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Travel will bounce back this year—here's how you can avoid the escalating costs

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If you're planning to travel more in 2022, book early and expect higher costs. 

Travel will be in high demand this year, as the U.S.'s GDP contribution for global tourism revenue is expected to exceed pre-pandemic levels — 6% more than it was in 2019 — according to the World Travel & Tourism Council's most recent projections.

People are also saying they want to travel: More than two-thirds of respondents are planning to "go big" on their next trip, according to a recent Expedia survey of 12,000 travelers in 12 countries, including the U.S.

Travel costs are expected to increase, too

Expect sticker shock if you haven't traveled much over the last two years.

Prices have increased for food (+10%), hotels (+13.3%) and motor fuel (+26.6%), compared with 2019, according to the U.S. Travel Association's most recent Travel Price Index, which measures travel costs in the U.S.

Airfare through June is also expected to increase by 7% per month for domestic flights, and 5% each month for international flights, according to travel booking app Hopper's Consumer Airfare Index.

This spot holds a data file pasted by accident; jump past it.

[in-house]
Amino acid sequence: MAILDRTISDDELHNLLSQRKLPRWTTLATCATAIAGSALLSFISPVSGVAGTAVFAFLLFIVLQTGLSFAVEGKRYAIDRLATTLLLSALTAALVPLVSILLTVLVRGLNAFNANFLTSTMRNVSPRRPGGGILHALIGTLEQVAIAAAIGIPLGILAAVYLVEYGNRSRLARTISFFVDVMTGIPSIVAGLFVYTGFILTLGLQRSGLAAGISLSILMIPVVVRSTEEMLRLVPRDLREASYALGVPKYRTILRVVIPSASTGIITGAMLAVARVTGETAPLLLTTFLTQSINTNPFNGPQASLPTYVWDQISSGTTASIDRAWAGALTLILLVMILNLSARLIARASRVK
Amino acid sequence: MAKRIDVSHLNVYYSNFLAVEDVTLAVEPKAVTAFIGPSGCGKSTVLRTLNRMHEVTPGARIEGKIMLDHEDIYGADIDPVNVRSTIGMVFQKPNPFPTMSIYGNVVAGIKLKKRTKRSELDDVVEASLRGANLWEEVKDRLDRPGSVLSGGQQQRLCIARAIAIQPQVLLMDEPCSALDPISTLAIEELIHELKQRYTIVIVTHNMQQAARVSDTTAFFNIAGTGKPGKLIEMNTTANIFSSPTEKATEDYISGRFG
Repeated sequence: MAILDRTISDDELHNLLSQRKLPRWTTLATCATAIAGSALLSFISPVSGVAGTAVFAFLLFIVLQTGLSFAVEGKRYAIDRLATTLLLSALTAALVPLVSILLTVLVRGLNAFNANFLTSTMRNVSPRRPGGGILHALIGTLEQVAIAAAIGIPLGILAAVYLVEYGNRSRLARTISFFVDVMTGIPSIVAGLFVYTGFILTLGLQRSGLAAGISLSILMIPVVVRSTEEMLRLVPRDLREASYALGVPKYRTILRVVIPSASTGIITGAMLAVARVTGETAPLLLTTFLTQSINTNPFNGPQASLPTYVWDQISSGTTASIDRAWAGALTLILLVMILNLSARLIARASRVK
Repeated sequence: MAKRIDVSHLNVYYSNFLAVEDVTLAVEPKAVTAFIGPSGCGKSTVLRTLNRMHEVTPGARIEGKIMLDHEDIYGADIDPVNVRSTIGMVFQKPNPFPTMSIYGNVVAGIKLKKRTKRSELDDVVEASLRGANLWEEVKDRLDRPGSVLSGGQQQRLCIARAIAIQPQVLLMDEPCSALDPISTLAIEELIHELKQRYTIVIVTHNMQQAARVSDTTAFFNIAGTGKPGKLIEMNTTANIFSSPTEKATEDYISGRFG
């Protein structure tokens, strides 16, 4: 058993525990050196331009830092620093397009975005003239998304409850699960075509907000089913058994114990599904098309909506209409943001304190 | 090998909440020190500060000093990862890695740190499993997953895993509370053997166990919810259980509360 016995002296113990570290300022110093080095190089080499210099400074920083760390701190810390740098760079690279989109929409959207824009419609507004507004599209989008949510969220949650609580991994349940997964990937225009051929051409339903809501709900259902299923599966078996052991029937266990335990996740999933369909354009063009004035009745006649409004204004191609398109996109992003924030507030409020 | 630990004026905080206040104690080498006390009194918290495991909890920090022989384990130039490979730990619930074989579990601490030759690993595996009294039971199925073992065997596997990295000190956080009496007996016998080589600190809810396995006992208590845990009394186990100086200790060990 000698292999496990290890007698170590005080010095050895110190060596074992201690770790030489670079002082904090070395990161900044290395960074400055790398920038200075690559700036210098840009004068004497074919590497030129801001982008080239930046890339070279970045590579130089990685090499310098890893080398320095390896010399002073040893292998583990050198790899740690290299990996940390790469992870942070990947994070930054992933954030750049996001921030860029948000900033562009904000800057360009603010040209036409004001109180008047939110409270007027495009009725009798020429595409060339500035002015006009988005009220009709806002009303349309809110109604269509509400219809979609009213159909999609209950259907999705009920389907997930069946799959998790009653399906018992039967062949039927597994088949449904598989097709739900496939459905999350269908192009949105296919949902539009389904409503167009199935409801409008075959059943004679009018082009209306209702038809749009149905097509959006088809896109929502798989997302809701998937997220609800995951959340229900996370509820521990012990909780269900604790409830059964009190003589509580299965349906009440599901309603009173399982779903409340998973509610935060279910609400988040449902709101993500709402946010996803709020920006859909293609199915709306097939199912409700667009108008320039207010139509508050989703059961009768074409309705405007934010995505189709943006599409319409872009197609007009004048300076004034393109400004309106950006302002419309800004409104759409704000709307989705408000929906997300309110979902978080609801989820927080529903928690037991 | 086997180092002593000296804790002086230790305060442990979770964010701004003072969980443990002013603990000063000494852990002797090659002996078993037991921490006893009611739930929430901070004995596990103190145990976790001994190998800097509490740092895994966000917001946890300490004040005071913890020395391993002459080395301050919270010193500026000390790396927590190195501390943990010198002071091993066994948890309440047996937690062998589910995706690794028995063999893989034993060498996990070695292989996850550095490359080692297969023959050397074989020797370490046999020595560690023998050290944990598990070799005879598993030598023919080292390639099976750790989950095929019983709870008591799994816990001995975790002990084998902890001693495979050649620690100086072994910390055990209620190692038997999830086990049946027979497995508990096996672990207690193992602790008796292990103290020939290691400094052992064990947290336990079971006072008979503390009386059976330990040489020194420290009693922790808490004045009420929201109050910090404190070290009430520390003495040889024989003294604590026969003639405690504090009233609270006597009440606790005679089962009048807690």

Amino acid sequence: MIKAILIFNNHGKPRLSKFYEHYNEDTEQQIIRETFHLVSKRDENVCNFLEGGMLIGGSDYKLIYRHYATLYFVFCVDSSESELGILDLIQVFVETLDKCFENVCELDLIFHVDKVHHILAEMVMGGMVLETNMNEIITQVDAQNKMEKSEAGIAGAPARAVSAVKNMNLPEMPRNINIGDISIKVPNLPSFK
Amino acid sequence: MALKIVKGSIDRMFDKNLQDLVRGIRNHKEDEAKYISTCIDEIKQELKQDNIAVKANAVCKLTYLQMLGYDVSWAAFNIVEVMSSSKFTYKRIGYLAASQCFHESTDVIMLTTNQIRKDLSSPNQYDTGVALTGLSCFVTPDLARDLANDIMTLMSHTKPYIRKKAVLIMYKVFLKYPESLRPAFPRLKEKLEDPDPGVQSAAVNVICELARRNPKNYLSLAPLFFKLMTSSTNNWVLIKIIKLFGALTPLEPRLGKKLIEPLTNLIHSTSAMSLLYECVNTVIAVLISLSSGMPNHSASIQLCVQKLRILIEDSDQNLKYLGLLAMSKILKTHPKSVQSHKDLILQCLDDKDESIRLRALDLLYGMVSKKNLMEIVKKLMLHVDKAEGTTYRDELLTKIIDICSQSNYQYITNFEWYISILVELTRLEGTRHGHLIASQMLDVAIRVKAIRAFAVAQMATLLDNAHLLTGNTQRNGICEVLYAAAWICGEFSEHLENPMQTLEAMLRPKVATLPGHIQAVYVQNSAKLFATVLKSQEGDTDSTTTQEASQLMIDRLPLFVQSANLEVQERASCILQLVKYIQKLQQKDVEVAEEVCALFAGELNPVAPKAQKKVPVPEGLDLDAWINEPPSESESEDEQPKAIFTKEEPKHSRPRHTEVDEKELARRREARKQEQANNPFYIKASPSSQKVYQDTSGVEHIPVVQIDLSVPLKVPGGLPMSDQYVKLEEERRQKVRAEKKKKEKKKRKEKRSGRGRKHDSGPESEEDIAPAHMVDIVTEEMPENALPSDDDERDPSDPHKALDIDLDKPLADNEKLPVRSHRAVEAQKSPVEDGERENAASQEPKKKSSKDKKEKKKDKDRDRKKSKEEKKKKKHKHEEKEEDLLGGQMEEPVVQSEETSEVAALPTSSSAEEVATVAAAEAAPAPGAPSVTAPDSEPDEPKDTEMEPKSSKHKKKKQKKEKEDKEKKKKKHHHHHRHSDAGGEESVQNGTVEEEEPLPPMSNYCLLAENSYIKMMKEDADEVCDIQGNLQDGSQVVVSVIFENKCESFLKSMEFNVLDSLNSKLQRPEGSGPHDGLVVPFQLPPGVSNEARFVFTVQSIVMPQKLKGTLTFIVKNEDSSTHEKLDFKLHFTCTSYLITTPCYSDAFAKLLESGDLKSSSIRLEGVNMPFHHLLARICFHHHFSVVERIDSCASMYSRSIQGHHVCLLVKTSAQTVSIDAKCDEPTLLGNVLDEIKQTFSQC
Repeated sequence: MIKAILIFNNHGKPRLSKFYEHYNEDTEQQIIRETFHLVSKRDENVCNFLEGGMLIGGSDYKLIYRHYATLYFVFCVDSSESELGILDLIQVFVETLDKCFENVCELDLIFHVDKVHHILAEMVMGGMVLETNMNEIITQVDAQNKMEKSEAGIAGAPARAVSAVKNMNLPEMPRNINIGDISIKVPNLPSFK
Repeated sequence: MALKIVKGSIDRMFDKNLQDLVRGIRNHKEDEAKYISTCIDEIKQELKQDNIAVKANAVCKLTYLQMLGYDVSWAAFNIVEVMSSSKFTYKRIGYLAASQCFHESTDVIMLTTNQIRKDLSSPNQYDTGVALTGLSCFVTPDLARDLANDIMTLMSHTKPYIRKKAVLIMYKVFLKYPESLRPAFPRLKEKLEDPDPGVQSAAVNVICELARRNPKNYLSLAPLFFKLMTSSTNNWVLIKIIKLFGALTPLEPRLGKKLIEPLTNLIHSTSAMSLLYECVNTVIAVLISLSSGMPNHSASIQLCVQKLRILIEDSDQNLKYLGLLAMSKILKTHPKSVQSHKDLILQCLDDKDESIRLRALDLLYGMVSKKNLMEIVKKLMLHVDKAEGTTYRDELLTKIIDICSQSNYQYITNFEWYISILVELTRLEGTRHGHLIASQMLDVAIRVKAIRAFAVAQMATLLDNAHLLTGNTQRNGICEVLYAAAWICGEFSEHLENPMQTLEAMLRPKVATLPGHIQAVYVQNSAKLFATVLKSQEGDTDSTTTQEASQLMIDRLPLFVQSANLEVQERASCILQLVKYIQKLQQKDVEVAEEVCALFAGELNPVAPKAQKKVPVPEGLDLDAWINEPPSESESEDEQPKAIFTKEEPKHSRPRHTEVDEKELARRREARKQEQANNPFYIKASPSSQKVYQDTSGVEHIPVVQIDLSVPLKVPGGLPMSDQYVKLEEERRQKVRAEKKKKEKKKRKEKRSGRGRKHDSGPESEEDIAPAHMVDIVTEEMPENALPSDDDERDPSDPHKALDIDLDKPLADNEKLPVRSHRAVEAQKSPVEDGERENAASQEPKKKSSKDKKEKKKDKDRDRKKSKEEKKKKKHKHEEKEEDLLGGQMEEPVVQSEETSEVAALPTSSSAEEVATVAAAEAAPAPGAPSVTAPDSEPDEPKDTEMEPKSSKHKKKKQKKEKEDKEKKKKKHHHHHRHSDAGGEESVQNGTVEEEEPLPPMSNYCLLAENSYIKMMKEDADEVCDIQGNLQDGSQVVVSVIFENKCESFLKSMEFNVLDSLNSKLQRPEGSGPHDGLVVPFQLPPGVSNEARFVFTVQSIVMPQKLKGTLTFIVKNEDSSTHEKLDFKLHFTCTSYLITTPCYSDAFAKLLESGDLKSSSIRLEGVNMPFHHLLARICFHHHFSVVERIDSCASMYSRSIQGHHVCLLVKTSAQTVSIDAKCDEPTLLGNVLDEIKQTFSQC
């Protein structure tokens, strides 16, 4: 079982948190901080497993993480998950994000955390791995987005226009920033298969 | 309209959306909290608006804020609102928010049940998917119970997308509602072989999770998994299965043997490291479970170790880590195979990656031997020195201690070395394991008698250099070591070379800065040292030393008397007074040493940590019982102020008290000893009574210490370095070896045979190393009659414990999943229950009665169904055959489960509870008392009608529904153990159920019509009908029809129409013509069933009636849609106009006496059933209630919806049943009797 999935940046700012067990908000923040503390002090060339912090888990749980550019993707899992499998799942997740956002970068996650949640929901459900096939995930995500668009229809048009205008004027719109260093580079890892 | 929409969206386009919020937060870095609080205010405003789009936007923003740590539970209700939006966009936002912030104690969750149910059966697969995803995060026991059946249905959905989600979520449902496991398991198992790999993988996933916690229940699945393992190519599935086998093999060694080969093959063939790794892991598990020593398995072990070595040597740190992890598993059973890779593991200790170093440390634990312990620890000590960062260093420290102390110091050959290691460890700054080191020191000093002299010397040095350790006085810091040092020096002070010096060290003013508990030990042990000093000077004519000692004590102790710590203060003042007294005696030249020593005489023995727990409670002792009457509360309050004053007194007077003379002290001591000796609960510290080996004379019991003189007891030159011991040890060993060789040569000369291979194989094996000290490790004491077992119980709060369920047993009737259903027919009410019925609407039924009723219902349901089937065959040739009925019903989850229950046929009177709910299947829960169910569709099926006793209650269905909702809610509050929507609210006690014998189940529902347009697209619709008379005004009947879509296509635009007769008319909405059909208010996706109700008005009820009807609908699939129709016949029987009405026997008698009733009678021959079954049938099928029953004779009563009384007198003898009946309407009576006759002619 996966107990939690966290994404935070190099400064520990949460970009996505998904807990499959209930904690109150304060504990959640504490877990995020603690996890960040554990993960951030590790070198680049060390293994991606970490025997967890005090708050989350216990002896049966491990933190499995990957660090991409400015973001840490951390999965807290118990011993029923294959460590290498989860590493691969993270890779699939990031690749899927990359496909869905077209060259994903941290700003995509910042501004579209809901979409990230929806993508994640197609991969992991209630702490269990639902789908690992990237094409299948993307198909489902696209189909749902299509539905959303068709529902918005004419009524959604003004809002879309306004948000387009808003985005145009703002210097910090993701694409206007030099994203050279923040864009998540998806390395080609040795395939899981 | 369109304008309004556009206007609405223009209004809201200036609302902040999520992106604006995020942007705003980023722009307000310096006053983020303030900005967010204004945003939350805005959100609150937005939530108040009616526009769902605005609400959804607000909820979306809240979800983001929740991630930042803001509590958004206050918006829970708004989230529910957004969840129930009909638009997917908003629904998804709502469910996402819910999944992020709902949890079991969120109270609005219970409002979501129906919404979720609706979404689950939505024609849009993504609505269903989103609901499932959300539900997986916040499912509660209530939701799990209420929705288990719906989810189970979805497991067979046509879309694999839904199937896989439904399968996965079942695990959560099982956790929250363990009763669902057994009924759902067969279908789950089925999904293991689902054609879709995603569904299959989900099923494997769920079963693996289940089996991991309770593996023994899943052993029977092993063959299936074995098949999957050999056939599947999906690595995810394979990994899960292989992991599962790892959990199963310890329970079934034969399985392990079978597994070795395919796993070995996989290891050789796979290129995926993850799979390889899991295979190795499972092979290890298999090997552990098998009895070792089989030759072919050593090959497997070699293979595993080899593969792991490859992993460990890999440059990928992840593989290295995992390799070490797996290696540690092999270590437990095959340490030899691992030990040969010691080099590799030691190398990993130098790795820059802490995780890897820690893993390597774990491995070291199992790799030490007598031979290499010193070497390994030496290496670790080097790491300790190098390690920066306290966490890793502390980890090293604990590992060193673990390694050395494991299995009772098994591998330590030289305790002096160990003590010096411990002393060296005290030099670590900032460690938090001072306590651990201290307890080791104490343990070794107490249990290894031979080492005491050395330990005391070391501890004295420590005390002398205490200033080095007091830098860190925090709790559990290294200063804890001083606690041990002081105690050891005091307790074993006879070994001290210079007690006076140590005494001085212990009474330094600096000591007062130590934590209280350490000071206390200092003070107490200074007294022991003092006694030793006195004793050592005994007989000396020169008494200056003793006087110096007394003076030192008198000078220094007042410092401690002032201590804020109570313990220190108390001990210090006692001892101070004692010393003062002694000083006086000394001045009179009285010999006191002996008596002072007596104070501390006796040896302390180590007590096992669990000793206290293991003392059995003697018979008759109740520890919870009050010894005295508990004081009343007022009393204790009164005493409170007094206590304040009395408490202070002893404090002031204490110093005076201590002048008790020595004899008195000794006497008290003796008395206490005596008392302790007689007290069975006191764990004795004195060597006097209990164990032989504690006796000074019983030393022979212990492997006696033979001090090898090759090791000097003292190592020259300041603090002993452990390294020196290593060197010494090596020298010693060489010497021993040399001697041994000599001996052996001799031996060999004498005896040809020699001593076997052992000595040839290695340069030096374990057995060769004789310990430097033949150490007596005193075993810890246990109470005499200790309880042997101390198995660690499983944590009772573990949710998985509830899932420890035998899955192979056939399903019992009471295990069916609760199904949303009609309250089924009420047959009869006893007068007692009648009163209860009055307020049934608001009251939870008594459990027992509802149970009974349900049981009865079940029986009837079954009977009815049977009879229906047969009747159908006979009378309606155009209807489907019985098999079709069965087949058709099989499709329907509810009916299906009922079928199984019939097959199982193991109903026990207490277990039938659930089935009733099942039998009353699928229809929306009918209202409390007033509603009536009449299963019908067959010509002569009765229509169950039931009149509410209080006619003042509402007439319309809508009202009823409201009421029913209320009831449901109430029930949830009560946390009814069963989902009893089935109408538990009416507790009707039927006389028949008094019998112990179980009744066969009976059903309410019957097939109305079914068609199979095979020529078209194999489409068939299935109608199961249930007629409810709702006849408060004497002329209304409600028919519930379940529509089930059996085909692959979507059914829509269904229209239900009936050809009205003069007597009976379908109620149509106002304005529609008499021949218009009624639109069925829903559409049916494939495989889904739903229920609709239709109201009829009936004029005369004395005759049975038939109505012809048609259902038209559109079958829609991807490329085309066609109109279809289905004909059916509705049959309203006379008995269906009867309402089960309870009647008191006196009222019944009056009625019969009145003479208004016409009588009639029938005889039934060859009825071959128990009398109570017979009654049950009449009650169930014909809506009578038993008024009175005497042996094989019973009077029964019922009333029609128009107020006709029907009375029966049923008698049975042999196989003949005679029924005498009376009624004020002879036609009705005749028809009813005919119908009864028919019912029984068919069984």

With that in mind, you'll likely want to refresh your budget to know what you can actually afford.

You can start with topping up an emergency fund. Setting aside three to six months worth of living expenses is commonly recommended by financial planners, and before you splurge on travel, it's smart to put money aside to cover possible emergency expenses, like unexpected medical bills.

To avoid the increasing cost of travel, you can also consider these three tips to help you budget for your trip.

  1. Revisit your budget: Start by reviewing all of your recurring expenses, particularly the monthly statements for your credit cards. What might have been an indispensable subscription during the pandemic, such as video streaming apps or food delivery, might be something you can cut to boost your travel budget.
  2. Book early: Airfare prices in January were 18% cheaper than pre-pandemic prices, according to Hopper, but they're expected to rise. Hotel and car rental prices have also been impacted by inflation and labor shortages, which means prices could rise further as demand for travel grows. If you'll need a rental car, be sure to check on availability and costs before you book a flight and hotel.
  3. Consider travel insurance: The only certainty about the pandemic has been uncertainty, so consider travel insurance if your trip is expensive and you want that extra peace-of-mind when it comes to cancellations. Plus, it might be required: 60 countries require tourists to have a minimum level of travel insurance. For more on your travel insurance options, check out this State Department webpage.

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